Near Lillington, North Carolina.
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The folks from Mathis Farms were in the fields today in Grays Chapel, North Carolina prepping ground and planting silage corn for a local dairy.
(Photographs copyright 2015 by Dan Routh)
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(Photograph copyright 2015 by Dan Routh)
With warm weather, it will soon be that time of year in Grays Chapel, North Carolina. I can provide image libraries for agricultural, construction and industrial clients. Email me at email@example.com.
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About a mile from my home in Randolph County, North Carolina just south of Greensboro, Rick and Greg Williams operate Williams Dairy, a fourth generation family owned dairy farm. With their mother Jeanette, Rick's wife Barbara and son Michael, and a couple of outside employees, the Williams brothers farm over 500 acres and milk a herd of about 250 Holstein dairy cows (125 that they milk with another 125 that they are raising). They grow almost all of their feed (which is a considerable amount, seeing that some of their cows give close to 100 pounds of milk per day), raise calves and milk twice a day, seven days a week, 365 days per year.
The type of operation the Williams' run is rare now. At one time rural Randolph County, North Carolina was filled with family farms, but as the face of agriculture has changed and with the increase in development in the area, and the escalation of land values, working farms have gradually disappeared. Their lifestyle is like the one I grew up as a part of, and I hate to see it go away. In fact, my father and their father shared equipment and labor for many years when my own family milked cows. Their grandmother was one of the best cooks in the neighborhood and she cooked huge amounts of good food daily for the farmhands. It's a hard way to make a living, but it's a way of life that is important and valuable, and for the Williams, it provides genuine satisfaction and independence.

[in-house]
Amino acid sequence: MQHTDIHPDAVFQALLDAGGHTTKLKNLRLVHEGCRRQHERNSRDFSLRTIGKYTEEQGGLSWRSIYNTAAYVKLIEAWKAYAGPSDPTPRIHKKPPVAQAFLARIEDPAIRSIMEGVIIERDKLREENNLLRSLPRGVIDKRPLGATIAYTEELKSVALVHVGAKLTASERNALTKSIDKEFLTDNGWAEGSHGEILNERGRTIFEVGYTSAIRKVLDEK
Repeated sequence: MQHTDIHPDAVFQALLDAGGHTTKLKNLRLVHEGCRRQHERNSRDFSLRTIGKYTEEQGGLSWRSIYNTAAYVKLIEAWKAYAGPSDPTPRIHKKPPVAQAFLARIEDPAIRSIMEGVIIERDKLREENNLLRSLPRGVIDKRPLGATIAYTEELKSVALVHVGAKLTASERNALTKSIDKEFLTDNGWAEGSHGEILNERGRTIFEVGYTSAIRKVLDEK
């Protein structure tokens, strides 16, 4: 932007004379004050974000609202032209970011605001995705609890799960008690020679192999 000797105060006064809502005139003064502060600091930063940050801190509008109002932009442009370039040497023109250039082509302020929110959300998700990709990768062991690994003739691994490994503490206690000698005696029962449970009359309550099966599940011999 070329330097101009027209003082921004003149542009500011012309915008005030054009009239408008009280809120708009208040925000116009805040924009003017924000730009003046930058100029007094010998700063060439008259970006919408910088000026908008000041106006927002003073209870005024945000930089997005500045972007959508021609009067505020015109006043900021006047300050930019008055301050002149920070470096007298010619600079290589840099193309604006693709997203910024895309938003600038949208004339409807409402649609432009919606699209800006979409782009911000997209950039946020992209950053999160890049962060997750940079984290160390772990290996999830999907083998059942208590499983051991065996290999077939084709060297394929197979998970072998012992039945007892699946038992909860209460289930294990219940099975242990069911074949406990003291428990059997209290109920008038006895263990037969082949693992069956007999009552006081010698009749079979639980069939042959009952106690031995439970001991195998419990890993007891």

Because of the cost involved with maintaining such a large operation and keeping the land in their family, the Williams brothers placed some of their land in the Piedmont Land Conservancy. The PLC seeks to preserve rural farmland through the use of non-development easements. Basically they buy development rights to land (which gives family farmers some value for their land), leaving the owners with the ability to continue to farm their land without having to worry about development pushing them out, and preserving large tracts of rural land for posterity. The Williams farm is in the PLC's Liberty-Randleman Farmland Protection Corridor. For more info, go to http://www.piedmontland.org/.
Recently the Williams family has joined forces with another local operation, Goat Lady Dairy. They are providing the milk for Goat Lady's delicious cow milk gouda cheese, Lindale. A little over a mile apart, their collaboration produces a truly local product. For more info on that and other cheeses, go to http://www.goatladydairy.com/cheese-products.php.
(Photographs copyright 20015 by Dan Routh)